May 2, 2000
The Pak Moon Dam seems to evoke different images to different people, depending on where they stand.
On one side of the concrete structure is plenty of water, but very scant sign of marine life. On the other side, the level of water is drastically low, but from time to time one can spot people fishing even though the catch often turns out to be barely enough for a simple meal.
The stark differences also apply to debate between the two camps.
The Thai authorities and the World Bank, the main source of funding for the project, have hailed the Pak Moon dam as a big success.
Northeastern villagers, however, have long held grudges against the project, which they say has destroyed the ecology of the Moon river as well as the locals’ age-old way of life.
The World Commission on Dams, an independent international organisation set up to address controversial issues surrounding large dams, recently released a summary of its evaluation of the Pak Moon Dam project. Here are the commission’s main findings.
– COST OF THE PROJECT
From the original $135 million (5.13 billion baht) plus $11 million (418 million baht) for environmental and social mitigation, the budget eventually ballooned to $233 million (8.85 billion baht) and $32 million (1.22 billion baht) for mitigation programmes.
– POWER BENEFITS
The 136 Megawatt target has not been realised. The WCD found the actual output to be about 40 MW for April and May, during which both demand and capacity for power are at their highest.
The WCD estimated the dam’s economic return, called its Economic Internal Rate of Return (EIRR), to be about 4 to 5 percent, well below the original estimate of 12 percent.
The WCD estimates the dam has caused the loss of 60 to 80 percent of the fish in the reservoir and the river upstream of the dam. Of 265 species found in the Moon river before 1994, the WCD counted only 96 species upstream of the dam.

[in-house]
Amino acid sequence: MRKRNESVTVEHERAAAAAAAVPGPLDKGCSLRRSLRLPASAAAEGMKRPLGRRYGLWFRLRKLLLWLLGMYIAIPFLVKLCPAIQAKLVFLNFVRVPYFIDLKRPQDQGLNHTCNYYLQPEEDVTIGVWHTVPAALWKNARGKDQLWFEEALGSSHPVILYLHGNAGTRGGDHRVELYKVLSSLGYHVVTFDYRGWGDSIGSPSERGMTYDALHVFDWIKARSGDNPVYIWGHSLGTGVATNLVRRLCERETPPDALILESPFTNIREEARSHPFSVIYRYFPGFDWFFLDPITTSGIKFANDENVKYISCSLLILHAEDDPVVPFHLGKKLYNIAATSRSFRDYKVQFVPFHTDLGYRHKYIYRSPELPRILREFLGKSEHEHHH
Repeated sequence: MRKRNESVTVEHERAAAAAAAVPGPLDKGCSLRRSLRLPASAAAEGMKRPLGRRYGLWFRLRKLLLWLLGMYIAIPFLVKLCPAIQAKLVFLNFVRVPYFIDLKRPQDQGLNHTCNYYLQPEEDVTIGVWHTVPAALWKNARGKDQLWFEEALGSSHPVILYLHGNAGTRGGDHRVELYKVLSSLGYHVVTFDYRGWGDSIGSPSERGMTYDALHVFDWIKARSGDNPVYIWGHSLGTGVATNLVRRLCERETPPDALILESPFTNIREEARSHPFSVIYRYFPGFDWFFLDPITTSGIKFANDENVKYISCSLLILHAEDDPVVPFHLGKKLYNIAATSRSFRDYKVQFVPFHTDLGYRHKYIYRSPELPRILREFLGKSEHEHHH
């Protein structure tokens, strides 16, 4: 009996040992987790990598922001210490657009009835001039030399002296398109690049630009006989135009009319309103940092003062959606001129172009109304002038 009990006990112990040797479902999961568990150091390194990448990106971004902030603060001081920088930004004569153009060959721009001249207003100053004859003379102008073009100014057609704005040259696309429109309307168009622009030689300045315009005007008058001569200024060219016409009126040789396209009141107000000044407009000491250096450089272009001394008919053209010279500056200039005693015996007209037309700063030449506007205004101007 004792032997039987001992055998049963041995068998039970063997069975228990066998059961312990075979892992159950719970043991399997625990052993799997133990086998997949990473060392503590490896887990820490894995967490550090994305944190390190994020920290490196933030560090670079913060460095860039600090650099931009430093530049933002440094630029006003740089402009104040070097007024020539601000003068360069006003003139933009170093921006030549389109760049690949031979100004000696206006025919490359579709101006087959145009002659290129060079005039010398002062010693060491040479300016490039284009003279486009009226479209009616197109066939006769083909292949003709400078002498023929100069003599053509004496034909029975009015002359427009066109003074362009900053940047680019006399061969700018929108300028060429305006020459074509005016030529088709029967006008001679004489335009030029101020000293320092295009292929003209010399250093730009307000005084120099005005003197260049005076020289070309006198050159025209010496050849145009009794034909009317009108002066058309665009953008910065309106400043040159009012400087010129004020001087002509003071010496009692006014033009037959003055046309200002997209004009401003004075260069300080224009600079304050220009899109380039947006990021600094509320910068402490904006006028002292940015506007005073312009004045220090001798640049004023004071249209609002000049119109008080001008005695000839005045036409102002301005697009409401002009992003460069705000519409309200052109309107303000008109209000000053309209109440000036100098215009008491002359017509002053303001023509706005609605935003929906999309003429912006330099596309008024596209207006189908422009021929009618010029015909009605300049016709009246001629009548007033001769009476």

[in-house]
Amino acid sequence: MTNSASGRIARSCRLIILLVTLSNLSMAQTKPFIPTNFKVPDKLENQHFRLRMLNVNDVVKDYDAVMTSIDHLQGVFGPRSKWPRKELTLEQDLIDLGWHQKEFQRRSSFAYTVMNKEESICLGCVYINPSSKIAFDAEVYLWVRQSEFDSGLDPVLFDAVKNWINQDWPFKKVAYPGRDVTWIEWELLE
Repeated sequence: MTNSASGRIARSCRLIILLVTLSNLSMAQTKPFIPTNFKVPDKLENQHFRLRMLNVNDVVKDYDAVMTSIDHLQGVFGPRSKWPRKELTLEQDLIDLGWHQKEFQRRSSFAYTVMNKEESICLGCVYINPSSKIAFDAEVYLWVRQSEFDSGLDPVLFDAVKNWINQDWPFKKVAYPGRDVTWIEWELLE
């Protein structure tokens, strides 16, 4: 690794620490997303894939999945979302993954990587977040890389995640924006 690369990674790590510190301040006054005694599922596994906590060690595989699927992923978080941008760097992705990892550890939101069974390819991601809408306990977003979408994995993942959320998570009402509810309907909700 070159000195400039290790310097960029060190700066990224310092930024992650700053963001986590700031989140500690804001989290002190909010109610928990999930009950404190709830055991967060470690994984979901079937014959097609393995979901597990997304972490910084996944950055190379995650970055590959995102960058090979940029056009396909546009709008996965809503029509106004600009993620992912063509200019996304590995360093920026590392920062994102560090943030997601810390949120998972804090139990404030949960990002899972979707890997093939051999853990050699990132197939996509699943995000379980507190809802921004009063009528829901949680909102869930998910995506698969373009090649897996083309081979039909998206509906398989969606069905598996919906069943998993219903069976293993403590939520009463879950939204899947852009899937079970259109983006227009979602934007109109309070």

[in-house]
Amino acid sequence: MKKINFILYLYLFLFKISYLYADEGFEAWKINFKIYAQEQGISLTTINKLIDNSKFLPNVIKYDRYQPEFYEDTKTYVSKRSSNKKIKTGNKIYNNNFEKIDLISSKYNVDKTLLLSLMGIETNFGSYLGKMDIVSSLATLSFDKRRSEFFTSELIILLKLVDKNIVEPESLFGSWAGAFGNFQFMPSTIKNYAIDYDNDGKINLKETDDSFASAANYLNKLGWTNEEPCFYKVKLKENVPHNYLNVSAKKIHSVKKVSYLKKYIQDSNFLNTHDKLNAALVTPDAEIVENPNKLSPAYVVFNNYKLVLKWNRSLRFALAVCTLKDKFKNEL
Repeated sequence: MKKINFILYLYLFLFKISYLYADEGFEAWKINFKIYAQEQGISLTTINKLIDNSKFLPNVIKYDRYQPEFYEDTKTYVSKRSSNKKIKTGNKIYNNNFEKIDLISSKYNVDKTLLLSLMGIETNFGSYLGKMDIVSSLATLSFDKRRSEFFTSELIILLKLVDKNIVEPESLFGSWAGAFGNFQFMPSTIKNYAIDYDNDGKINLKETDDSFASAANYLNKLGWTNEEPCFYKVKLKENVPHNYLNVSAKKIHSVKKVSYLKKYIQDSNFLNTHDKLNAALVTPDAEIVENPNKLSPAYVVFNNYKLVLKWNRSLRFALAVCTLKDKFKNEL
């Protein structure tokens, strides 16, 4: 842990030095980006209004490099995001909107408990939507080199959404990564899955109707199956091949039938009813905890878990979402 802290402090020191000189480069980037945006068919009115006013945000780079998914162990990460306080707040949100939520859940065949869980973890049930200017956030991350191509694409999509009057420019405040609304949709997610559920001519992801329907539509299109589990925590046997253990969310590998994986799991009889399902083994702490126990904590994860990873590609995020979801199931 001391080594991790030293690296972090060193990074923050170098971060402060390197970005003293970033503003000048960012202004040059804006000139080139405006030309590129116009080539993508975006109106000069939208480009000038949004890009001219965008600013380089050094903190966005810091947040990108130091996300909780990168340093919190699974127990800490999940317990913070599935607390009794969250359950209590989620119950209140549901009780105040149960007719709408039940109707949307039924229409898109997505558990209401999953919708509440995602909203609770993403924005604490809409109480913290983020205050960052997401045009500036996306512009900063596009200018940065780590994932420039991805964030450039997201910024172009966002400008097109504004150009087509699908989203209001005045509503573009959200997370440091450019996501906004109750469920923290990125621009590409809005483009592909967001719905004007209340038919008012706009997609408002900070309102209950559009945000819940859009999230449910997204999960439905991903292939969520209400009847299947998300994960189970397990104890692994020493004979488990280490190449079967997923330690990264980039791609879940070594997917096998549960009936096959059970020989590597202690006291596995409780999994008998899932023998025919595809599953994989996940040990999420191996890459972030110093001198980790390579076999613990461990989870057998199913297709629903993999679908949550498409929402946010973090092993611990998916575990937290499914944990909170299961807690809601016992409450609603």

The dam advocates originally predicted its reservoir area would produce 100 kilogrammes per hectare per year of fish without stocking, or 220 kg/ha/year in conjunction with a stocking programme.
In contrast, the actual fish yield is about 10 kg/ha/year. In the reservoir itself, yields are slightly better, ranging from 19 to 38 kg/ha/year.
The original plan claimed that only 241 households in 11 villages would be affected. Altogether, however, 1,700 families have lost their house, land, or both. These households also claimed compensation for lost fishing income due to the dam’s unexpected impact on local fisheries.
– IRRIGATION BENEFITS
Egat projected the Pak Moon dam would provide irrigation services to a total area of 25,900 hectares, but the WCD found that so far, these claims have not been fulfilled.
– NATURAL RAPIDS
More than 50 natural rapids, in which fish spawn, have been permanently submerged due to the construction of the dam.
The commission found that the dam led to the loss of river bank vegetation as well as natural and community forests. At least 40 edible plants, 10 bamboo species, and 45 species of mushroom have been wiped out.
Categories: Export Credit, Mekong Utility Watch
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